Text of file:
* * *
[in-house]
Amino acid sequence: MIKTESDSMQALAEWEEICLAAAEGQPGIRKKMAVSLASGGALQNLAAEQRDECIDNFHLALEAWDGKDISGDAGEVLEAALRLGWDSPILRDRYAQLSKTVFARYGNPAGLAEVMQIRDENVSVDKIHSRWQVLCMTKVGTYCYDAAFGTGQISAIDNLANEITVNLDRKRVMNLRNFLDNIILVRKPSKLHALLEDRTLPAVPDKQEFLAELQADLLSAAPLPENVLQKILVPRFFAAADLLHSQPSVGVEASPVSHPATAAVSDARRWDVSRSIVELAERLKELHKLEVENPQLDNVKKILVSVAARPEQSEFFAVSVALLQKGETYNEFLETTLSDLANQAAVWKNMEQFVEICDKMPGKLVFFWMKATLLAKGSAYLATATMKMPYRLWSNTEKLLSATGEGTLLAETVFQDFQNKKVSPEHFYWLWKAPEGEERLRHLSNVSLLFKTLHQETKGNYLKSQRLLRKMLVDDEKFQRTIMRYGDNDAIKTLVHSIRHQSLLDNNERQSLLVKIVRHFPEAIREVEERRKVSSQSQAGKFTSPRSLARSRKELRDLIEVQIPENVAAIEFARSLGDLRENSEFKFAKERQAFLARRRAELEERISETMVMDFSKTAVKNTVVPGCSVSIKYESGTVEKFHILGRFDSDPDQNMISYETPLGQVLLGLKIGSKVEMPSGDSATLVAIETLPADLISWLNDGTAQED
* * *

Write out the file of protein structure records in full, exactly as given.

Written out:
[in-house]
Amino acid sequence: MIKTESDSMQALAEWEEICLAAAEGQPGIRKKMAVSLASGGALQNLAAEQRDECIDNFHLALEAWDGKDISGDAGEVLEAALRLGWDSPILRDRYAQLSKTVFARYGNPAGLAEVMQIRDENVSVDKIHSRWQVLCMTKVGTYCYDAAFGTGQISAIDNLANEITVNLDRKRVMNLRNFLDNIILVRKPSKLHALLEDRTLPAVPDKQEFLAELQADLLSAAPLPENVLQKILVPRFFAAADLLHSQPSVGVEASPVSHPATAAVSDARRWDVSRSIVELAERLKELHKLEVENPQLDNVKKILVSVAARPEQSEFFAVSVALLQKGETYNEFLETTLSDLANQAAVWKNMEQFVEICDKMPGKLVFFWMKATLLAKGSAYLATATMKMPYRLWSNTEKLLSATGEGTLLAETVFQDFQNKKVSPEHFYWLWKAPEGEERLRHLSNVSLLFKTLHQETKGNYLKSQRLLRKMLVDDEKFQRTIMRYGDNDAIKTLVHSIRHQSLLDNNERQSLLVKIVRHFPEAIREVEERRKVSSQSQAGKFTSPRSLARSRKELRDLIEVQIPENVAAIEFARSLGDLRENSEFKFAKERQAFLARRRAELEERISETMVMDFSKTAVKNTVVPGCSVSIKYESGTVEKFHILGRFDSDPDQNMISYETPLGQVLLGLKIGSKVEMPSGDSATLVAIETLPADLISWLNDGTAQED